Skilled migrants will be allowed to return to Australia as a priority group, but the federal government has yet to set a date for their return, raising concerns among businesses worried about skills shortages and hungry for certainty.
While an average national vaccination rate of 80% of those over 16 will trigger a restart in international travel for Australians seeking to travel abroad, Canberra has yet to set a restart for skilled migrants to come. here.
“The first cab to leave the line is the Australians,” Prime Minister Scott Morrison said on breakfast television on Tuesday. Once the home quarantine is operational for Australians, Mr Morrison said the next priority would be doubly vaccinated skilled migrants and international students.
Andrew McKellar, chief executive of the country’s largest economic lobby group, the Australian Chamber of Commerce and Industry, said the Prime Minister’s announcement that international travel would be advanced was helpful but left businesses unanswered clear.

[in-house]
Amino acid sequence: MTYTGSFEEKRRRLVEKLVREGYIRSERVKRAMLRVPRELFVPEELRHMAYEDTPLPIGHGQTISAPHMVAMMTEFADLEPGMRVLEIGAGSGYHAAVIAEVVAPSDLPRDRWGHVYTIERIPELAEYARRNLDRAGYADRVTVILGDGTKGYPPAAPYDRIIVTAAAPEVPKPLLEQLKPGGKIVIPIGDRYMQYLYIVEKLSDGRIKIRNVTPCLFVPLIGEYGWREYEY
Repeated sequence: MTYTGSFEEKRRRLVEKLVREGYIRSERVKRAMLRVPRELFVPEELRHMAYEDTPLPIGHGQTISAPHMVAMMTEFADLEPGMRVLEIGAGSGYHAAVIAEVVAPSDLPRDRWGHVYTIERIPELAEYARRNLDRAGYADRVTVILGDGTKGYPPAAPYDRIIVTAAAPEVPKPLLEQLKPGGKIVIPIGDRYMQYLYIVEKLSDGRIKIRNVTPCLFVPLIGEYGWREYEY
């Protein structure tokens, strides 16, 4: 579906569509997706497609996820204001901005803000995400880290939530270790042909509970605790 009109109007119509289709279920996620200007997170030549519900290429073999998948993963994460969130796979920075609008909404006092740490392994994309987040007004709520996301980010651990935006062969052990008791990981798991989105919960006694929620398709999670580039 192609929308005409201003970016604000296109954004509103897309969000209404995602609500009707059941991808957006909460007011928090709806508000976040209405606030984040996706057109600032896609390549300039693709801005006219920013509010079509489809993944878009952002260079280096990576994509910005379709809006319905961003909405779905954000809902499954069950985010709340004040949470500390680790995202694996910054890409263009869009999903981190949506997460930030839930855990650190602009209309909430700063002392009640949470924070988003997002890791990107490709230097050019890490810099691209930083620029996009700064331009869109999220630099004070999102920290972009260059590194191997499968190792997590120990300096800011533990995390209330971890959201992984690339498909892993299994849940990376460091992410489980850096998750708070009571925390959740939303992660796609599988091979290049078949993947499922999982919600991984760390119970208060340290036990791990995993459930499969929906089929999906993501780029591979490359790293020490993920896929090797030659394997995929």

“While small business owners hoped last Friday’s announcement would end this uncertainty, employers still have very limited options to address crippling skills shortages,” McKellar said.
Innes Willox, who represents around 60,000 companies as chief executive of the Australian Industry Group, said skills shortages would quickly become more severe once states and territories emerge from lockdown, requiring a return to pre-levels. -pandemic skilled migration from the country.
“Our international borders must reopen as quickly as possible,” said Willox. “There’s no time to lose.”
Opening the borders will require negotiations with state governments, which control hotel quarantine caps and are responsible for testing alternatives at home.
Australia granted 79,620 qualified visas in fiscal year 2020-21, up from 109,713 in 2018-19 and well below a plateau of around 128,000 that started to decline from 2016.